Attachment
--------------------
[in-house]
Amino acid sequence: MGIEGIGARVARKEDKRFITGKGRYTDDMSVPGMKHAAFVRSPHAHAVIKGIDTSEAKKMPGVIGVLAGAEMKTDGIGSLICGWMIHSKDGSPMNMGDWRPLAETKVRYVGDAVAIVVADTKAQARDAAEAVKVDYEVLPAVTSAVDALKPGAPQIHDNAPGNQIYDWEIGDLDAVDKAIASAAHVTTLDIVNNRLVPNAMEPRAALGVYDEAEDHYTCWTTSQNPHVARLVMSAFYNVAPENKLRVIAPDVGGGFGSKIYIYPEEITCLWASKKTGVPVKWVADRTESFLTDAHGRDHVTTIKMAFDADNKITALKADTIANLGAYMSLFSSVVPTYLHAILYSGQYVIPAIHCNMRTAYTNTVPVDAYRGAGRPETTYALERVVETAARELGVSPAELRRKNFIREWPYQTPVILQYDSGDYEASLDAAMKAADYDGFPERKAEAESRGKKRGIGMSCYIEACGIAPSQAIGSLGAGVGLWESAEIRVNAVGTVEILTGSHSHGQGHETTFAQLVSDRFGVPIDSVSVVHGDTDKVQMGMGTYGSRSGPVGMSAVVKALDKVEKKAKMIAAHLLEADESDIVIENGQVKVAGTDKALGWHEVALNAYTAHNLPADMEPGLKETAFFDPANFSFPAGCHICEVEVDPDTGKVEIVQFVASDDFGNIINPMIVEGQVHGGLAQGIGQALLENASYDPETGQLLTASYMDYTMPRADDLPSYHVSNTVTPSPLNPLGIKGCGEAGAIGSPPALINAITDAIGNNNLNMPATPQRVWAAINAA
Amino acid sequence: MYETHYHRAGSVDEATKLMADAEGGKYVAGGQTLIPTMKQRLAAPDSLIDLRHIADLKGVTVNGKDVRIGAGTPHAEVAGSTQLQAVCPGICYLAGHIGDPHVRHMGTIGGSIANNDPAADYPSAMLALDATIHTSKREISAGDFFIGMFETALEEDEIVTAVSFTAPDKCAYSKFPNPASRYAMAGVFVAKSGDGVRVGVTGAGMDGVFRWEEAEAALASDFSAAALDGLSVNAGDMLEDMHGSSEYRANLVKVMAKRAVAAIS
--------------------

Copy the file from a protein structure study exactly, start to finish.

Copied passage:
[in-house]
Amino acid sequence: MGIEGIGARVARKEDKRFITGKGRYTDDMSVPGMKHAAFVRSPHAHAVIKGIDTSEAKKMPGVIGVLAGAEMKTDGIGSLICGWMIHSKDGSPMNMGDWRPLAETKVRYVGDAVAIVVADTKAQARDAAEAVKVDYEVLPAVTSAVDALKPGAPQIHDNAPGNQIYDWEIGDLDAVDKAIASAAHVTTLDIVNNRLVPNAMEPRAALGVYDEAEDHYTCWTTSQNPHVARLVMSAFYNVAPENKLRVIAPDVGGGFGSKIYIYPEEITCLWASKKTGVPVKWVADRTESFLTDAHGRDHVTTIKMAFDADNKITALKADTIANLGAYMSLFSSVVPTYLHAILYSGQYVIPAIHCNMRTAYTNTVPVDAYRGAGRPETTYALERVVETAARELGVSPAELRRKNFIREWPYQTPVILQYDSGDYEASLDAAMKAADYDGFPERKAEAESRGKKRGIGMSCYIEACGIAPSQAIGSLGAGVGLWESAEIRVNAVGTVEILTGSHSHGQGHETTFAQLVSDRFGVPIDSVSVVHGDTDKVQMGMGTYGSRSGPVGMSAVVKALDKVEKKAKMIAAHLLEADESDIVIENGQVKVAGTDKALGWHEVALNAYTAHNLPADMEPGLKETAFFDPANFSFPAGCHICEVEVDPDTGKVEIVQFVASDDFGNIINPMIVEGQVHGGLAQGIGQALLENASYDPETGQLLTASYMDYTMPRADDLPSYHVSNTVTPSPLNPLGIKGCGEAGAIGSPPALINAITDAIGNNNLNMPATPQRVWAAINAA
Amino acid sequence: MYETHYHRAGSVDEATKLMADAEGGKYVAGGQTLIPTMKQRLAAPDSLIDLRHIADLKGVTVNGKDVRIGAGTPHAEVAGSTQLQAVCPGICYLAGHIGDPHVRHMGTIGGSIANNDPAADYPSAMLALDATIHTSKREISAGDFFIGMFETALEEDEIVTAVSFTAPDKCAYSKFPNPASRYAMAGVFVAKSGDGVRVGVTGAGMDGVFRWEEAEAALASDFSAAALDGLSVNAGDMLEDMHGSSEYRANLVKVMAKRAVAAIS